Great post! It clears up many of my misunderstandings and misconceptions I had after reading your last one.
I certainly have to agree, my concept of a implicit model is very problematic. And control systems are creepy!
Isn’t a model of the outside world built in – implicit – in the robot’s design? Surely it has no explicit knowledge of the outside world, yet it was built in a certain way so that it can counteract outside forces. Randomly throwing together a robot most certainly will not get you such a behaviour – but design (or evolution!) will give you a robot with a implicit model of the outside world (maybe at some point one who can formulate explicit models). I wouldn’t be so fast and just throw away the notion of a model.
I find the perspective very intriguing, but I think of it more as nature’s (or human designer’s) way of building quick and dirty, simple and efficient machines. To achieve that goal implicit models are very important. There is no magic – you need a model, albeit one that is implicit.
Why ask for political parties? Political views are complicated, if all you can do is pick a party this complexity is lost. All those not from the US (like myself) might additionally have a hard time picking a party.
Those are not easy problems to solve and it is certainly questionable if thinking of some more specific questions about political views and throwing them all together will get you meaningful reliable and valid results. As long as you cannot do better than that asking just for preferred political parties is certainly good enough.
Again, that is certainly true.
But the Calvinist who decides to live a sinful life visibly violates the rules. Even a dumb God who only sets up a simple list of rules and who parses your behaviour only according to that list would notice that. I have certainly no doubts about the possibility of finding holes in the rules of God so that you would certify as virtuous even if other humans would most likely not see you that way.
But as long as prediction is concerned there is no outwitting. If you find holes in the rules that is not the same as finding out where prediction models break down (and if God can predict perfectly there is no point where his model will break down). I think that’s an important distinction to make. You can certainly outwit the rules (if they have holes), you cannot outwit prediction (if it is perfect).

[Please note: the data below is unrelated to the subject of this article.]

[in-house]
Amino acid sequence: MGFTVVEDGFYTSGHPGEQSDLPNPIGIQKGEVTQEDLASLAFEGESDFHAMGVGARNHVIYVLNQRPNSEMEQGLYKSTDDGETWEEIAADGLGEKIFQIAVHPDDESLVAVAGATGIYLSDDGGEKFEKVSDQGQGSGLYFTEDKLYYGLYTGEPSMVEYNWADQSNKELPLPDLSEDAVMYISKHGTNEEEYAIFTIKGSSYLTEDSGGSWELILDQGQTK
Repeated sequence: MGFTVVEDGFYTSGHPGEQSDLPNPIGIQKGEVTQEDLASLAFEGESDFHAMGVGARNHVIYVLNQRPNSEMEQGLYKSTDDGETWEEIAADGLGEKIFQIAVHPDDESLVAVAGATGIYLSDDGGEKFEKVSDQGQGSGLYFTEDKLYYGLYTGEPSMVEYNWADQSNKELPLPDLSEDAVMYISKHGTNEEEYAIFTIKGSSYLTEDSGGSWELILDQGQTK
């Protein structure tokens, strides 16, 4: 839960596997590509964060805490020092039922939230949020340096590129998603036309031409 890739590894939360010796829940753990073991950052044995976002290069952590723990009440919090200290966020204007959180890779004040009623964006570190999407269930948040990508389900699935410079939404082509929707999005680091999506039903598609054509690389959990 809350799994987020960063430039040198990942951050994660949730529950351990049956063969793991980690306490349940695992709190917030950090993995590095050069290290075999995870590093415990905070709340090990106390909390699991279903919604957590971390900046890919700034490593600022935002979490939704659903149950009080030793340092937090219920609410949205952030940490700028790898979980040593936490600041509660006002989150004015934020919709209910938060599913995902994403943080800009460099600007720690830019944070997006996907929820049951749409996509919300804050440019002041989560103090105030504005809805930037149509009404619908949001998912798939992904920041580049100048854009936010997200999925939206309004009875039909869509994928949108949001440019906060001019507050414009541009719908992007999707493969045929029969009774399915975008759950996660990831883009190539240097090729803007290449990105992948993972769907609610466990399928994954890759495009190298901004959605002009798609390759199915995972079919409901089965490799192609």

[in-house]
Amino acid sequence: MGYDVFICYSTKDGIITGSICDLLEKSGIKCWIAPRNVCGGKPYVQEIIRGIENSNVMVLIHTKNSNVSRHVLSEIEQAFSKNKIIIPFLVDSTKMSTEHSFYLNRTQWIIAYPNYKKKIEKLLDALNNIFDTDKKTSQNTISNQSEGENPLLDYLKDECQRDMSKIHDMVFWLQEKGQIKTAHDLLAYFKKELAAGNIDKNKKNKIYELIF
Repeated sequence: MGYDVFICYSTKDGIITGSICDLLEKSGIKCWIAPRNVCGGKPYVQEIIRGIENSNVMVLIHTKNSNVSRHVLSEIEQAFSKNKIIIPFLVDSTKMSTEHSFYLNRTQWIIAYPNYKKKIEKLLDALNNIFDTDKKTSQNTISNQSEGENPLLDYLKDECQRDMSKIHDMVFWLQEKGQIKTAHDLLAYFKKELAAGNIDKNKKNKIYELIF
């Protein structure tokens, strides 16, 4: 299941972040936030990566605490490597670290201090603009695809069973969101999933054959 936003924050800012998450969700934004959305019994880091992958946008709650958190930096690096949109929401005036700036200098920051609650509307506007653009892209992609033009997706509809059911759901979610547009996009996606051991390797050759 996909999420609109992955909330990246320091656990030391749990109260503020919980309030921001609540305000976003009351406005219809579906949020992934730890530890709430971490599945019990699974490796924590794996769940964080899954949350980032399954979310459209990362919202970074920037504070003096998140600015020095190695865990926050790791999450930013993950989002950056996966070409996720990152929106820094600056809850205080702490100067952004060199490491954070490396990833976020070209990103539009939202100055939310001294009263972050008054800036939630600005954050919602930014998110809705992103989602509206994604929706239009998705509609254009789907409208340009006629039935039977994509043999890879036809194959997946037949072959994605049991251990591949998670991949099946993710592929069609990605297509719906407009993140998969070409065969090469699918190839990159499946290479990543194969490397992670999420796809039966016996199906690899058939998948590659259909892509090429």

Yes, certainly, but that is besides the point. This problem here is about actually violating the rules and the question as to whether you can get away with it.
Can one say that the God of the Calvinists as well as the alien of Newcomb’s Problem have the ability to perfectly predict (at least specific things about) the future?
And isn’t having that ability exactly the same as having a crystal ball that actually can look into the future? Isn’t then being able to predict the future with 100 percent certainty the same as having the ability to actually look into the future? Then, I think, it might be possible to say that the God or alien cannot be outwitted. Anything you do – no matter what – has been correctly predicted or is actually seen in God’s or the alien’s crystal ball. If you two box the alien has predicted just that, if you are not virtuos God has predicted just that. Your brain cannot change that. Your brain cannot escape perfect prediction. All escape attempts will trigger God to throw you in hell and the alien to leave you with just $1000.
I think this is to an extent even true if God or the alien are wrong some of the time – if they are only able to predict the future accurately 99 percent of the time. One would only be able to outwit the alien if one where to know under which circumstances the predictions of the alien break down. And as long as we are talking about random failures to predict correctly, a God or alien that is 99 percent accurate has still an almost perfect ability to look into the future. Has this implications for our decisions if we know that someone else can predict our own decisions with some accuracy? I think we should strive to know others models of our decision making and know when these models break down. That could be useful.